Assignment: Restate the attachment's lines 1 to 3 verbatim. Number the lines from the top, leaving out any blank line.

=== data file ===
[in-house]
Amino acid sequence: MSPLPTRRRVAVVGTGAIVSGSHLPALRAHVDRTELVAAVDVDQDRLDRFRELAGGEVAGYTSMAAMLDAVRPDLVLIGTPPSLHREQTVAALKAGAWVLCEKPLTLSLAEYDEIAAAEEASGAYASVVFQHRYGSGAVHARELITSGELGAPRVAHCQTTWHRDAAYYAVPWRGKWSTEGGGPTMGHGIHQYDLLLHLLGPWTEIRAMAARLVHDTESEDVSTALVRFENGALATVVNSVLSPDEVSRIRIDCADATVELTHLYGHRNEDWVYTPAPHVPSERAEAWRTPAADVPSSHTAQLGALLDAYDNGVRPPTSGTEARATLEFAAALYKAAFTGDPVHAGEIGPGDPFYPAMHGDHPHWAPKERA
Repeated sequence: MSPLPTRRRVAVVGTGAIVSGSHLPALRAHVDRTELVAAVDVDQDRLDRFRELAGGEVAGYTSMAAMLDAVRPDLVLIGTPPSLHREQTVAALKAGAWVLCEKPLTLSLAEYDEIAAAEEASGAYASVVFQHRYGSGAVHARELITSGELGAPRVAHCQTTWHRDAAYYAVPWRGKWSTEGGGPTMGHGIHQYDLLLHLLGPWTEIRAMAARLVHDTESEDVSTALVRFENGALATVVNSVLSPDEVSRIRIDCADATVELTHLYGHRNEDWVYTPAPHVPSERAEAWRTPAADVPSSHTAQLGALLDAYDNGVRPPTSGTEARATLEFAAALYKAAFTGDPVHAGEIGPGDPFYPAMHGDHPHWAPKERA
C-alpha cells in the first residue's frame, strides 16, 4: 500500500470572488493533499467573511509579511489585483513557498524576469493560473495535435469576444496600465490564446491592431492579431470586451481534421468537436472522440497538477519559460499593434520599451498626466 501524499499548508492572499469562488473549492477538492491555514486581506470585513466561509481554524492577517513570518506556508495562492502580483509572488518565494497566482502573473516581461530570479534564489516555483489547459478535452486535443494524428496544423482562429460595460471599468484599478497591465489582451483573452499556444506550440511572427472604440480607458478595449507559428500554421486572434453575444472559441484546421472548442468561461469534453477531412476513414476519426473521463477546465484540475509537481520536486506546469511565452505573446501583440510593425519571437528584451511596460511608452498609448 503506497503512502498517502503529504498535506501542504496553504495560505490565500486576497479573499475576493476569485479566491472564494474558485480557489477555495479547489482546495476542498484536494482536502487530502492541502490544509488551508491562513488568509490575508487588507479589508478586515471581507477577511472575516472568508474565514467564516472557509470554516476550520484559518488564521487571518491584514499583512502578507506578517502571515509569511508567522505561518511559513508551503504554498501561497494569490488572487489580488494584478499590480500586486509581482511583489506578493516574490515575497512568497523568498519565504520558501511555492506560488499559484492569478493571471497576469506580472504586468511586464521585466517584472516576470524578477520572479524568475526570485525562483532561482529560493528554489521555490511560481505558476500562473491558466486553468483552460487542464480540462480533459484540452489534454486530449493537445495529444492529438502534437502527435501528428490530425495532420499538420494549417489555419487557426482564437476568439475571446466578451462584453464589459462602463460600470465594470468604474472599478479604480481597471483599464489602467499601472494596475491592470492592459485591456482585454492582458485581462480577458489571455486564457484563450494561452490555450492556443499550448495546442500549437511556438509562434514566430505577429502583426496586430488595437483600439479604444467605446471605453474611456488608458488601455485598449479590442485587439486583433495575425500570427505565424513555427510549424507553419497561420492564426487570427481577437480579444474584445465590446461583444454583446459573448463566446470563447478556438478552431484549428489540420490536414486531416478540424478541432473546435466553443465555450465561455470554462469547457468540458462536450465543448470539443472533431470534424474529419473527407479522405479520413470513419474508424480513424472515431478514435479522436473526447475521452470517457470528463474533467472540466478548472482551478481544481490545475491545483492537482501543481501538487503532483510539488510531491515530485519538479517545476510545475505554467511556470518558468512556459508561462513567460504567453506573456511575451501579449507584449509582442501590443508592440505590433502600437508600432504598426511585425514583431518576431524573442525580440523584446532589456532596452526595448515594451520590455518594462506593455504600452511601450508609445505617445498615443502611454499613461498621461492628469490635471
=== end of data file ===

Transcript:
[in-house]
Amino acid sequence: MSPLPTRRRVAVVGTGAIVSGSHLPALRAHVDRTELVAAVDVDQDRLDRFRELAGGEVAGYTSMAAMLDAVRPDLVLIGTPPSLHREQTVAALKAGAWVLCEKPLTLSLAEYDEIAAAEEASGAYASVVFQHRYGSGAVHARELITSGELGAPRVAHCQTTWHRDAAYYAVPWRGKWSTEGGGPTMGHGIHQYDLLLHLLGPWTEIRAMAARLVHDTESEDVSTALVRFENGALATVVNSVLSPDEVSRIRIDCADATVELTHLYGHRNEDWVYTPAPHVPSERAEAWRTPAADVPSSHTAQLGALLDAYDNGVRPPTSGTEARATLEFAAALYKAAFTGDPVHAGEIGPGDPFYPAMHGDHPHWAPKERA
Repeated sequence: MSPLPTRRRVAVVGTGAIVSGSHLPALRAHVDRTELVAAVDVDQDRLDRFRELAGGEVAGYTSMAAMLDAVRPDLVLIGTPPSLHREQTVAALKAGAWVLCEKPLTLSLAEYDEIAAAEEASGAYASVVFQHRYGSGAVHARELITSGELGAPRVAHCQTTWHRDAAYYAVPWRGKWSTEGGGPTMGHGIHQYDLLLHLLGPWTEIRAMAARLVHDTESEDVSTALVRFENGALATVVNSVLSPDEVSRIRIDCADATVELTHLYGHRNEDWVYTPAPHVPSERAEAWRTPAADVPSSHTAQLGALLDAYDNGVRPPTSGTEARATLEFAAALYKAAFTGDPVHAGEIGPGDPFYPAMHGDHPHWAPKERA